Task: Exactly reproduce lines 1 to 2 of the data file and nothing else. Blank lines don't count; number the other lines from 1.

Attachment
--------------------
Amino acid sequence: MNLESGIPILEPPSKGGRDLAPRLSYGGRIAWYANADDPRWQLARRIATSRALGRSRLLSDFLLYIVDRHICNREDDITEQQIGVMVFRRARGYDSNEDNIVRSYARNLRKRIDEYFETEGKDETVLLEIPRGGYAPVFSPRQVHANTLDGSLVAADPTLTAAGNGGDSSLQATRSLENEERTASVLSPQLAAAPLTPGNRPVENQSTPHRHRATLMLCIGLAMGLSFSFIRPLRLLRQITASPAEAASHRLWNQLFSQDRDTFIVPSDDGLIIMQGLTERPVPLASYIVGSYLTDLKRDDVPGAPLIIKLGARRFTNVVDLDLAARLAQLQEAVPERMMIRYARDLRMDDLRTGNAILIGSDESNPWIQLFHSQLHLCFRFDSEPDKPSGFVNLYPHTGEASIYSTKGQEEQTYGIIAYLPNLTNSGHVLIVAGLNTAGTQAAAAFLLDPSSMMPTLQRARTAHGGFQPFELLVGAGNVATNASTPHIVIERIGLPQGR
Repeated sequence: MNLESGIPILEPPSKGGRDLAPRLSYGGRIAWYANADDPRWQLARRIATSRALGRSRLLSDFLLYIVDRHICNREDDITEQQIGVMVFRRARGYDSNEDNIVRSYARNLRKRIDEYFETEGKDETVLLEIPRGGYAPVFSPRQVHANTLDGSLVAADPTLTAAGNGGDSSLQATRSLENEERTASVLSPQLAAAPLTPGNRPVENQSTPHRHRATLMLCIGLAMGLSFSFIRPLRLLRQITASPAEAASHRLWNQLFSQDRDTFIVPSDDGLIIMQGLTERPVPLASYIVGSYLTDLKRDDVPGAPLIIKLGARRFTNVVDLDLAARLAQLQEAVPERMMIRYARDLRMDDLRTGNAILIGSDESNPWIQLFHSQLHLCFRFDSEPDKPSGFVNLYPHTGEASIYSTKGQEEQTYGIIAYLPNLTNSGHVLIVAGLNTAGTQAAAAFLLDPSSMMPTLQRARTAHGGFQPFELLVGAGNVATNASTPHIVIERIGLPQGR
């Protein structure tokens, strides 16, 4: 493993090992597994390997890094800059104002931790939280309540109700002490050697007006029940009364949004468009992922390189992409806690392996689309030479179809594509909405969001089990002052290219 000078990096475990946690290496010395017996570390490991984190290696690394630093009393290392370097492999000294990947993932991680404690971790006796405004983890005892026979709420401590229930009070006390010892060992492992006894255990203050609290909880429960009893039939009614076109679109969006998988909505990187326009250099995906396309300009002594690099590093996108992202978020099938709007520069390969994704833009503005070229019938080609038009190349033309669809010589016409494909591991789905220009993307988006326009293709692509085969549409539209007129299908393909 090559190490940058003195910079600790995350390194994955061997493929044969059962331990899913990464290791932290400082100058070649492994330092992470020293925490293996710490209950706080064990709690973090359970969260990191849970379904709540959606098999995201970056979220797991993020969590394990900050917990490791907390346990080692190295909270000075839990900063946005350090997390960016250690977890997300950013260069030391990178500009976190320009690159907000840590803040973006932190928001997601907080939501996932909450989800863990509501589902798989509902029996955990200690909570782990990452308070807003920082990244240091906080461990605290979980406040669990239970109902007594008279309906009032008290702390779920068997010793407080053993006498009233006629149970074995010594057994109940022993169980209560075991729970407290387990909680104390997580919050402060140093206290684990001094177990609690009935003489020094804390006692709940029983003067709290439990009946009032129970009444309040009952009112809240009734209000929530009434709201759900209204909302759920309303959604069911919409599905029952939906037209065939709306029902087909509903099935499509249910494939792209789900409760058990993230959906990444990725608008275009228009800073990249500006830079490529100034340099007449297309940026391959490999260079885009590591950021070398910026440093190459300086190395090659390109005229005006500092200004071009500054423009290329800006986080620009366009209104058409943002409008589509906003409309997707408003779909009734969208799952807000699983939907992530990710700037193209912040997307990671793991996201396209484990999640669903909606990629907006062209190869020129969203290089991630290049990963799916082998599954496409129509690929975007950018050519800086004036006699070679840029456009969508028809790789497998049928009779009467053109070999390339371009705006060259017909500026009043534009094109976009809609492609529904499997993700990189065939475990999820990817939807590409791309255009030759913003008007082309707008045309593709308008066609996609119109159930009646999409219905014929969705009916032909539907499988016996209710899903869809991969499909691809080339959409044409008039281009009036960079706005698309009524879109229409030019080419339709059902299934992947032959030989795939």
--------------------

Amino acid sequence: MNLESGIPILEPPSKGGRDLAPRLSYGGRIAWYANADDPRWQLARRIATSRALGRSRLLSDFLLYIVDRHICNREDDITEQQIGVMVFRRARGYDSNEDNIVRSYARNLRKRIDEYFETEGKDETVLLEIPRGGYAPVFSPRQVHANTLDGSLVAADPTLTAAGNGGDSSLQATRSLENEERTASVLSPQLAAAPLTPGNRPVENQSTPHRHRATLMLCIGLAMGLSFSFIRPLRLLRQITASPAEAASHRLWNQLFSQDRDTFIVPSDDGLIIMQGLTERPVPLASYIVGSYLTDLKRDDVPGAPLIIKLGARRFTNVVDLDLAARLAQLQEAVPERMMIRYARDLRMDDLRTGNAILIGSDESNPWIQLFHSQLHLCFRFDSEPDKPSGFVNLYPHTGEASIYSTKGQEEQTYGIIAYLPNLTNSGHVLIVAGLNTAGTQAAAAFLLDPSSMMPTLQRARTAHGGFQPFELLVGAGNVATNASTPHIVIERIGLPQGR
Repeated sequence: MNLESGIPILEPPSKGGRDLAPRLSYGGRIAWYANADDPRWQLARRIATSRALGRSRLLSDFLLYIVDRHICNREDDITEQQIGVMVFRRARGYDSNEDNIVRSYARNLRKRIDEYFETEGKDETVLLEIPRGGYAPVFSPRQVHANTLDGSLVAADPTLTAAGNGGDSSLQATRSLENEERTASVLSPQLAAAPLTPGNRPVENQSTPHRHRATLMLCIGLAMGLSFSFIRPLRLLRQITASPAEAASHRLWNQLFSQDRDTFIVPSDDGLIIMQGLTERPVPLASYIVGSYLTDLKRDDVPGAPLIIKLGARRFTNVVDLDLAARLAQLQEAVPERMMIRYARDLRMDDLRTGNAILIGSDESNPWIQLFHSQLHLCFRFDSEPDKPSGFVNLYPHTGEASIYSTKGQEEQTYGIIAYLPNLTNSGHVLIVAGLNTAGTQAAAAFLLDPSSMMPTLQRARTAHGGFQPFELLVGAGNVATNASTPHIVIERIGLPQGR